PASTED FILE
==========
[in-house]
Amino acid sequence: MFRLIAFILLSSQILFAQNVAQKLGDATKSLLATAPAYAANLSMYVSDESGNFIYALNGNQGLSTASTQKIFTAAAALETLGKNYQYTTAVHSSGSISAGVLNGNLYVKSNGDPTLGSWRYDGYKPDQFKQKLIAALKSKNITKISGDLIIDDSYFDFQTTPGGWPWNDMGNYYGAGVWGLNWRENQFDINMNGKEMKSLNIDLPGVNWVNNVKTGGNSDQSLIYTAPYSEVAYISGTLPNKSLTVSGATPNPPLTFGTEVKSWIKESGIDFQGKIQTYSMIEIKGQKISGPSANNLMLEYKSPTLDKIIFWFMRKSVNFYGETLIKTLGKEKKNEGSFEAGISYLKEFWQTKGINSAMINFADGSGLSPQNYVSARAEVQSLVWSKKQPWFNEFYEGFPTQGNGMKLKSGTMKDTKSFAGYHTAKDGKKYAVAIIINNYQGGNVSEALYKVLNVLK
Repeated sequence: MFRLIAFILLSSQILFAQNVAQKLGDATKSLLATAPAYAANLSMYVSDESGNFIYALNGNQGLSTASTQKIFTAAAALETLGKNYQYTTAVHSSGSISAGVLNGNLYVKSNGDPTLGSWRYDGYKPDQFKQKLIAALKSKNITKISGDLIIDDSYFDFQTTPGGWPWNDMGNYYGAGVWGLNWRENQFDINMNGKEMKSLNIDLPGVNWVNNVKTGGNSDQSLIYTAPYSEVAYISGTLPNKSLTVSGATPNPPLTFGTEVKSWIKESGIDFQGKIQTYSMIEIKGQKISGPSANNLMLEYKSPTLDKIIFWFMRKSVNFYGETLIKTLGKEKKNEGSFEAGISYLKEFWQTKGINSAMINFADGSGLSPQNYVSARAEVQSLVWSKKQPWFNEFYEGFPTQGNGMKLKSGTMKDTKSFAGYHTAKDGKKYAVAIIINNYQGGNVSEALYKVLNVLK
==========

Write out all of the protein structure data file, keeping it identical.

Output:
[in-house]
Amino acid sequence: MFRLIAFILLSSQILFAQNVAQKLGDATKSLLATAPAYAANLSMYVSDESGNFIYALNGNQGLSTASTQKIFTAAAALETLGKNYQYTTAVHSSGSISAGVLNGNLYVKSNGDPTLGSWRYDGYKPDQFKQKLIAALKSKNITKISGDLIIDDSYFDFQTTPGGWPWNDMGNYYGAGVWGLNWRENQFDINMNGKEMKSLNIDLPGVNWVNNVKTGGNSDQSLIYTAPYSEVAYISGTLPNKSLTVSGATPNPPLTFGTEVKSWIKESGIDFQGKIQTYSMIEIKGQKISGPSANNLMLEYKSPTLDKIIFWFMRKSVNFYGETLIKTLGKEKKNEGSFEAGISYLKEFWQTKGINSAMINFADGSGLSPQNYVSARAEVQSLVWSKKQPWFNEFYEGFPTQGNGMKLKSGTMKDTKSFAGYHTAKDGKKYAVAIIINNYQGGNVSEALYKVLNVLK
Repeated sequence: MFRLIAFILLSSQILFAQNVAQKLGDATKSLLATAPAYAANLSMYVSDESGNFIYALNGNQGLSTASTQKIFTAAAALETLGKNYQYTTAVHSSGSISAGVLNGNLYVKSNGDPTLGSWRYDGYKPDQFKQKLIAALKSKNITKISGDLIIDDSYFDFQTTPGGWPWNDMGNYYGAGVWGLNWRENQFDINMNGKEMKSLNIDLPGVNWVNNVKTGGNSDQSLIYTAPYSEVAYISGTLPNKSLTVSGATPNPPLTFGTEVKSWIKESGIDFQGKIQTYSMIEIKGQKISGPSANNLMLEYKSPTLDKIIFWFMRKSVNFYGETLIKTLGKEKKNEGSFEAGISYLKEFWQTKGINSAMINFADGSGLSPQNYVSARAEVQSLVWSKKQPWFNEFYEGFPTQGNGMKLKSGTMKDTKSFAGYHTAKDGKKYAVAIIINNYQGGNVSEALYKVLNVLK